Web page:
Before we start you’re going to have to ask yourself the above questions, because many teacher’s bad position and bad salary in the world of ESL are the result of a negative attitude. The problem is that only a fraction of ESL teachers want the job, while the majority are either looking on it as a ticket to travel, or find themselves abroad and it’s the only job they can get.

Because of this, they never commit themselves fully and are always thinking about the great project or job they’d rather be doing. This means the job is a question of getting by… and their work reflects that. This is a critical error, and as we shall see, the first stage in becoming a TEFL chimp.

Don't be a TEFL chimp... take control of your situation

I know many of you never wanted to be an English teacher and that really, if just a few things had been different, you would have been the Secretary general of the UN… but you’re not the secretary general of the UN. You’re an English teacher. You now have to make the choice of whether you become brilliant at it… or an ESL gimp. A TEFL chimp… or a TEFL gorilla. Decide now, because the irony is that if you want to improve your salary or even get out of teaching, then you better start becoming bloody good at it. (Impress your pupils, freinds and bosses and then all sorts of opportunities will open up. But we will explore this soon.)

So that’s my first tip: If you want more money – then be good at what you do. Teaching english is not rocket science; simply by hanging out on these pages or reading a book on language teaching (obviously, I’d recommend our forthcoming TEFL Insurgent) you can position yourself far ahead of the game. Once you become a fantastic teacher and people buzz about your classes you can approach your school and say that you’re considering leaving for a better paid job. Unless they’re bloody stupid (a possibility in the world of language schools) they’ll offer you more money. (see my future post on becoming a brilliant teacher From ESL gimp to ESL Tiger in three months. Also, more students and companies will start offering you private classes.

If you want more bucks you better buck up your ideas!

What distinguishes brilliant people is that whatever they do – wether it’s serving burgers or solving international conflicts – they do it to to the best of their ability. I suggest you do the same with teaching… your salry, oportunities and options will increase. I promise you.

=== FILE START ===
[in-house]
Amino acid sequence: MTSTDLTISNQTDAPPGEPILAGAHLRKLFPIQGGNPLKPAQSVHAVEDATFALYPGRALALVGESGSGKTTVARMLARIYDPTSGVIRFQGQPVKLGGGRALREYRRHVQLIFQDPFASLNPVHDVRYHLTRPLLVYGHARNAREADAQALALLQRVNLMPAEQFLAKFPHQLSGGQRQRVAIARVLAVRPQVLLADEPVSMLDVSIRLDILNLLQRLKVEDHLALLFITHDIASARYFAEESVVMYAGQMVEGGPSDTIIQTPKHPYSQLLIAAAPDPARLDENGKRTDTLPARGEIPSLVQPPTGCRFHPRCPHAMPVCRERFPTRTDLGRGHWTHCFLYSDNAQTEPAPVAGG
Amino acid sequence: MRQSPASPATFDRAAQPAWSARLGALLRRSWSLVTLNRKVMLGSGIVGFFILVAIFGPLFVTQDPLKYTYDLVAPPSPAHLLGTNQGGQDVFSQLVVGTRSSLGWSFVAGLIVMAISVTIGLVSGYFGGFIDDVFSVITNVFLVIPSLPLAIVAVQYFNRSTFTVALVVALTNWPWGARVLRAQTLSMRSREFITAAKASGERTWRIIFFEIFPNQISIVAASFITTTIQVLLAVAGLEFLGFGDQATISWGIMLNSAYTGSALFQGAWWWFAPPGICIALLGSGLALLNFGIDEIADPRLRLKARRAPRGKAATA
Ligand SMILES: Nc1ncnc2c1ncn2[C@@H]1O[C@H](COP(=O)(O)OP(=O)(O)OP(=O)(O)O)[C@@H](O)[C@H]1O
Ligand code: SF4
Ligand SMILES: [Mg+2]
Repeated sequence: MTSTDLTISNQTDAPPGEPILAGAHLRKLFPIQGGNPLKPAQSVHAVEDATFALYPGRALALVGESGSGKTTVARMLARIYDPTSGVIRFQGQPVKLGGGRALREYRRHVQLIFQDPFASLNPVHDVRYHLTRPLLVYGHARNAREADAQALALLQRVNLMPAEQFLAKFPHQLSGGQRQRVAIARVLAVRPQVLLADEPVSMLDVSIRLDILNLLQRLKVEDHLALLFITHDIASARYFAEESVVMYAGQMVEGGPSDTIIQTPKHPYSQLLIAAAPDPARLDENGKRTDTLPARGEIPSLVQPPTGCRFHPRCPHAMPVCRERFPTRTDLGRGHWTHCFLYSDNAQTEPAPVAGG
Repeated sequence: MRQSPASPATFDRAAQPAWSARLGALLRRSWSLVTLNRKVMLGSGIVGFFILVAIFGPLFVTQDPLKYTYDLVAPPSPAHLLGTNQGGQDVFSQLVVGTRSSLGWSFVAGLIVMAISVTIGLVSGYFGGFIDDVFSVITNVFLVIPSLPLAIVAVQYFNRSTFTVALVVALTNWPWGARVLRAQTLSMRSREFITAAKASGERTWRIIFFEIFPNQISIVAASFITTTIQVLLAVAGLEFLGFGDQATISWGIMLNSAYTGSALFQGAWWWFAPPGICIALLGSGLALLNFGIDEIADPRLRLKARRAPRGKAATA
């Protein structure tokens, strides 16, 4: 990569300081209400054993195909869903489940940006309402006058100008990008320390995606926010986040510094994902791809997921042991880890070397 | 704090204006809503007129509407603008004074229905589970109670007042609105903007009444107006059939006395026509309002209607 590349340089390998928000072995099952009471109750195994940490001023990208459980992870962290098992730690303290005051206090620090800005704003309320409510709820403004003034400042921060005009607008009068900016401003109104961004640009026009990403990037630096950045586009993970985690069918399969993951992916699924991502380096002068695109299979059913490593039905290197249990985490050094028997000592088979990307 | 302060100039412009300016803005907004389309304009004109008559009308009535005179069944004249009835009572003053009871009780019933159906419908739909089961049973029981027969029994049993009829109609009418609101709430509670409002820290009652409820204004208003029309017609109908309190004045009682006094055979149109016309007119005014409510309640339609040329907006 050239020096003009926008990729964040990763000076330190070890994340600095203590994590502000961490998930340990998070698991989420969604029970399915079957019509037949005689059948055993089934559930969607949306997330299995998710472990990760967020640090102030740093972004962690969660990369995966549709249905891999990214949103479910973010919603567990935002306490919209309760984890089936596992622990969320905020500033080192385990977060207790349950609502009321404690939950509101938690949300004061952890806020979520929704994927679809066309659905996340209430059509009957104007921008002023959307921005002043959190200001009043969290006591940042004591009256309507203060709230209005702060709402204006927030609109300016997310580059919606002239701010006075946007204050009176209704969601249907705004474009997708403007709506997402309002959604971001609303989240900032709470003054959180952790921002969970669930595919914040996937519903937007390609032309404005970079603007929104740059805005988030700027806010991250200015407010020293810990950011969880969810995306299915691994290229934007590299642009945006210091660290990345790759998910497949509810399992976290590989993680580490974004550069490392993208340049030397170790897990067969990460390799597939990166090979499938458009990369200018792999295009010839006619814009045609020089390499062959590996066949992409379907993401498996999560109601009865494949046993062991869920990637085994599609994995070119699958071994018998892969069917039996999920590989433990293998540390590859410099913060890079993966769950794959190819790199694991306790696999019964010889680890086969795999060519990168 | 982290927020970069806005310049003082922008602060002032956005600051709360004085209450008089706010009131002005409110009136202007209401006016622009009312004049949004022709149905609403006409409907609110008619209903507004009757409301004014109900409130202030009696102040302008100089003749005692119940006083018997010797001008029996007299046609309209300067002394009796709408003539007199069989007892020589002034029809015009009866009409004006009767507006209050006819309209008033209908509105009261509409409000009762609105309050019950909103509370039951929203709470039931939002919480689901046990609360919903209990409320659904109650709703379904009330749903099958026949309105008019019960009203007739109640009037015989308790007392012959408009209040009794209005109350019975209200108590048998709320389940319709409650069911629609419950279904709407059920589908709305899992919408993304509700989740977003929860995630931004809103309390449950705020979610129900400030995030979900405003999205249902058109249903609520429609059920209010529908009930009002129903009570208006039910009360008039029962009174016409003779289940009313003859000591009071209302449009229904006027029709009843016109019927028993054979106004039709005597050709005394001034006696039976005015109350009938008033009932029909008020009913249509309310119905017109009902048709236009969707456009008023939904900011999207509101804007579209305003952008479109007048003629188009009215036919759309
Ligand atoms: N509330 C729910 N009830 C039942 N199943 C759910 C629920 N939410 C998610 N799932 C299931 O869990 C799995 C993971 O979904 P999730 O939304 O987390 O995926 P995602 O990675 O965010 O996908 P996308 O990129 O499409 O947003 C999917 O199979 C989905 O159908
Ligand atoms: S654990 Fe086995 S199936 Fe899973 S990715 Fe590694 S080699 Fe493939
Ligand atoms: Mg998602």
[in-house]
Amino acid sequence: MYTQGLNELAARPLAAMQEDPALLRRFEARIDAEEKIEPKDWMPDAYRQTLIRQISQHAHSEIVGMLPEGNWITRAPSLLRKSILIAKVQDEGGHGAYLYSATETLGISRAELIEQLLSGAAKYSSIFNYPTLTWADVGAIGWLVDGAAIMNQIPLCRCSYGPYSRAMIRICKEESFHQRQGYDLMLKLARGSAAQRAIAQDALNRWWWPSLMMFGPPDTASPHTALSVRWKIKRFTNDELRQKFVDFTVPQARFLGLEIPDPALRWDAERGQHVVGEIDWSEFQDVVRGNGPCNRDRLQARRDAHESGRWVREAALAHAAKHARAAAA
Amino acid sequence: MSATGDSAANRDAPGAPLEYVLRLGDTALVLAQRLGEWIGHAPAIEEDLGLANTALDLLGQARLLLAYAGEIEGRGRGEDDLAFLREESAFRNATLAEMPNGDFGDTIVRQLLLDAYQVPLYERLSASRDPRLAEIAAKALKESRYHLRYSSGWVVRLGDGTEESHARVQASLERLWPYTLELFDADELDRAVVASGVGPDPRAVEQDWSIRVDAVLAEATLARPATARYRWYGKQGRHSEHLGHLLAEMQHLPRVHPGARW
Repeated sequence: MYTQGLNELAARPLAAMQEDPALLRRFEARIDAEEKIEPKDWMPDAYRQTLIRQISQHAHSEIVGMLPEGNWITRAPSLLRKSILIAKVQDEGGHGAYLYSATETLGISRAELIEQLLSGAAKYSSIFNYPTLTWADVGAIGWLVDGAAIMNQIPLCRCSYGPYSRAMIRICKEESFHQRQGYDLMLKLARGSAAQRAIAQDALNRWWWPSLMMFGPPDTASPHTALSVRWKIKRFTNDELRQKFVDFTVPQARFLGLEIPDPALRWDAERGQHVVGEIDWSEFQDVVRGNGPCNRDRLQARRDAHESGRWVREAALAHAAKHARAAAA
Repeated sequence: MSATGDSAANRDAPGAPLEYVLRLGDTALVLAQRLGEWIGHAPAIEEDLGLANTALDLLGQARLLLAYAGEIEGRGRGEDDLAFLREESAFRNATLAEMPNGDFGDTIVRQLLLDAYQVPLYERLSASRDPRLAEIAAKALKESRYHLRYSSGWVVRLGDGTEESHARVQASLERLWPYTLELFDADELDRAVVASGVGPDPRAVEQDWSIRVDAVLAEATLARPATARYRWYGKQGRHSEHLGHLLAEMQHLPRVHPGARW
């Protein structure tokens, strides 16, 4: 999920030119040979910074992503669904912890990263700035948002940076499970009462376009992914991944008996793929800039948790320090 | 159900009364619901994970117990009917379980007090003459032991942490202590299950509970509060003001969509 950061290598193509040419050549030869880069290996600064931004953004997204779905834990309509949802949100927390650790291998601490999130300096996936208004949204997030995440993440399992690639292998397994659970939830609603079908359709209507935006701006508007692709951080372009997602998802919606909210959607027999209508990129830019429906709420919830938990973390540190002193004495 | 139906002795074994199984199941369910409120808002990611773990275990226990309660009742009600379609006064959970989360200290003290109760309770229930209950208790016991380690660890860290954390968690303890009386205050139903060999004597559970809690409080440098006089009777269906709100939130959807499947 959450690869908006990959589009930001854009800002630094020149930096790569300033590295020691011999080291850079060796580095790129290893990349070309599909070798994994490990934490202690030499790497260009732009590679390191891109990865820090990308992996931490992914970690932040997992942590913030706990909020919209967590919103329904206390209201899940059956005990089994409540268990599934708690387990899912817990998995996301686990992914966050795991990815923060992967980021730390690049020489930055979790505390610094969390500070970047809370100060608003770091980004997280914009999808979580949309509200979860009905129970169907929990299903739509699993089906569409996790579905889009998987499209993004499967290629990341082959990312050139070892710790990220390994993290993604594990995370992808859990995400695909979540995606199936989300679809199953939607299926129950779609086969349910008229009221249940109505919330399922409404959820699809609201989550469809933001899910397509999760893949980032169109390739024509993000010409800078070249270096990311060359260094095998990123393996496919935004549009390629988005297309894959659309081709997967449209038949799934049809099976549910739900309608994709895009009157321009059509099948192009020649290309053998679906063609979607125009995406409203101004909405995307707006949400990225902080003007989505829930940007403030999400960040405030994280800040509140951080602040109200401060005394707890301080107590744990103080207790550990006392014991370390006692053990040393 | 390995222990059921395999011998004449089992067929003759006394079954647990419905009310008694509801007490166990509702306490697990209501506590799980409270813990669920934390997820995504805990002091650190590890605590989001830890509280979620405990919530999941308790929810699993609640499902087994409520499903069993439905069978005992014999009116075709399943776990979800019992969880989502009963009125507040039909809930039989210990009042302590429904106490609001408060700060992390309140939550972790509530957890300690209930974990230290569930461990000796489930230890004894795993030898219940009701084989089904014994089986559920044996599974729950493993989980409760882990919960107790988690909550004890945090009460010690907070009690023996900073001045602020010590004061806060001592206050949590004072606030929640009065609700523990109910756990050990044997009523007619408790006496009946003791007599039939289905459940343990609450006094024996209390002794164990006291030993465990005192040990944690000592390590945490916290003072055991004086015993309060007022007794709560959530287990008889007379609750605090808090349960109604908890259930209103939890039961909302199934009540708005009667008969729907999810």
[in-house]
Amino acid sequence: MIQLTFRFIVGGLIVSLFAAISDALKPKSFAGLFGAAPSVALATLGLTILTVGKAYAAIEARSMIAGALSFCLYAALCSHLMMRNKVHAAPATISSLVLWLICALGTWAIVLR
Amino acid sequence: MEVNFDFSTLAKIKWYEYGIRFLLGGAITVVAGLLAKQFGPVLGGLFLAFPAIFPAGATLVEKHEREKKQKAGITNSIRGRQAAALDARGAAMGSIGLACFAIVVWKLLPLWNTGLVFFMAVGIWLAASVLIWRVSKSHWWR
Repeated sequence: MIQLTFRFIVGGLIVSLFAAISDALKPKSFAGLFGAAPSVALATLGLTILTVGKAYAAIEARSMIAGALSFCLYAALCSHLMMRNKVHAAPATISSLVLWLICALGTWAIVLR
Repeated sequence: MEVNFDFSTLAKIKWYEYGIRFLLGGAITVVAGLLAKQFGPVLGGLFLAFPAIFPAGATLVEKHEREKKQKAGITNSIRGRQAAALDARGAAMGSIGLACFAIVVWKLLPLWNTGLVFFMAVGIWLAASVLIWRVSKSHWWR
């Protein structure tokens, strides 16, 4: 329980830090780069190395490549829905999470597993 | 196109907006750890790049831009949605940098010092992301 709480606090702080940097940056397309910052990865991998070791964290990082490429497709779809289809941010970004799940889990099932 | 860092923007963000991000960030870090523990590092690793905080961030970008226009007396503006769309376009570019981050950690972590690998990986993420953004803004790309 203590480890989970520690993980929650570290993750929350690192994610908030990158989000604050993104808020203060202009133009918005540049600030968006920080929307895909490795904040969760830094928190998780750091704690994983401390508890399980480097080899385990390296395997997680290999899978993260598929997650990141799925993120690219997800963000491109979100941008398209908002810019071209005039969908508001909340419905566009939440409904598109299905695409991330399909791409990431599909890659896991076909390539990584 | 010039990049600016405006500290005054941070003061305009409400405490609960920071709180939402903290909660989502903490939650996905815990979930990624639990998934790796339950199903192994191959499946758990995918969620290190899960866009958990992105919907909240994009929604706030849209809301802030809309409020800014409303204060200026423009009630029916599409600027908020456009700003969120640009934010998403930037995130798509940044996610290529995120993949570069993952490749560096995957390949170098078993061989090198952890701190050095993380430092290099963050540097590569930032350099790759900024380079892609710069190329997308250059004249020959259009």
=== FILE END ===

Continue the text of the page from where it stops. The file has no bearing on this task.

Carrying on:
Textbooks and ESL Existential dilemnas

As any of you know who read my last post, I was raring to go and give my first class speech on Monday and begin a new world order (in ESL terms). Unfortunately, the speech will have to be shelved on account of an unexpected e-mail from the office. It went something like this…

– Group 1: Headway intermediate
– Group 2: Market Leader Intermediate (new)
– Group 3: Proficiency gold

etc.. etc…

Well, it turns out that they’re already following the books given to them by the previous school… and I just have to continue were they left off.

Help - ESL existential panic!

For me, this represents a lot of what I don’t understand in the world of language teaching and learning. I was there thinking that I was being called in because the previous teacher’s classes weren’t up to scratch, and now I just have to carry on what the previous teacher was doing. Which brings me to my problem with text books and it’s resultant existential panic.

If a class is following a book then I don’t really see what my role is. The answers are in the back so they don’t need me to correct them, the exercises are in front of them so they don’t need me to bring materials, and the book is already a course so they don’t need me to create a programme. What then am I? I’m tempted to use Markus’s term – “A TEFL muppet.”

Obviously, I can see the answers to many of my questions… I’ll be a bit like the conductor of an orchestra – guiding them through the book. I’ll bring in supplementary activities. I’ll do all the stuff teachers do – counsel, motivate, advise. But there in lies the problem…

Fundamentally I don’t like text books such as Headway, Murphy etc… because they simply don’t reinforce what they’re trying to teach enough times. They don’t work. Therefore, if a course is going to be centred around a book which I don’t believe will work, then I find myself a little lost.

Has anybody got some advice on the issue?


First class ESL speech – The hard facts about company classes

I’ll be giving this little speech for a first class on monday – new corporate client…

“Hi, welcome to XX language school. Before we start I want everyone to have something clear: these classes do not exist so that you can learn English. To frame the motive of these classes in those terms is to frame the class as some kind of complete language soloution – a path that takes you from zero… and leads you to fluency. This is not the case. Why? Because that’s impossible.

Let’s take a simple example: past simple irregular verbs. A recent study has shown just how long it takes to assimilate one – little known, forgotten, or new – past simple irregular. (And remember, the key word here is ‘assimilate’, not listen to, use a couple of times, but never able to incorporate it fluidly and without thinking into your speech.) Well, it turns out that for deep assimilation of a past simple form, you need to hear it, speak it and work with it for at least – at least – 12 minutes (in some cases more in some cases less, but on average 12 minutes).

So, the rest is simple mathematics… there are 90 irregular verbs which means 90 * 12 = 1080 minutes. Which is 18 hours just to get the past simple irregulars memorized. That’s 6 weeks of classes just to get one tiny aspect of a very big language.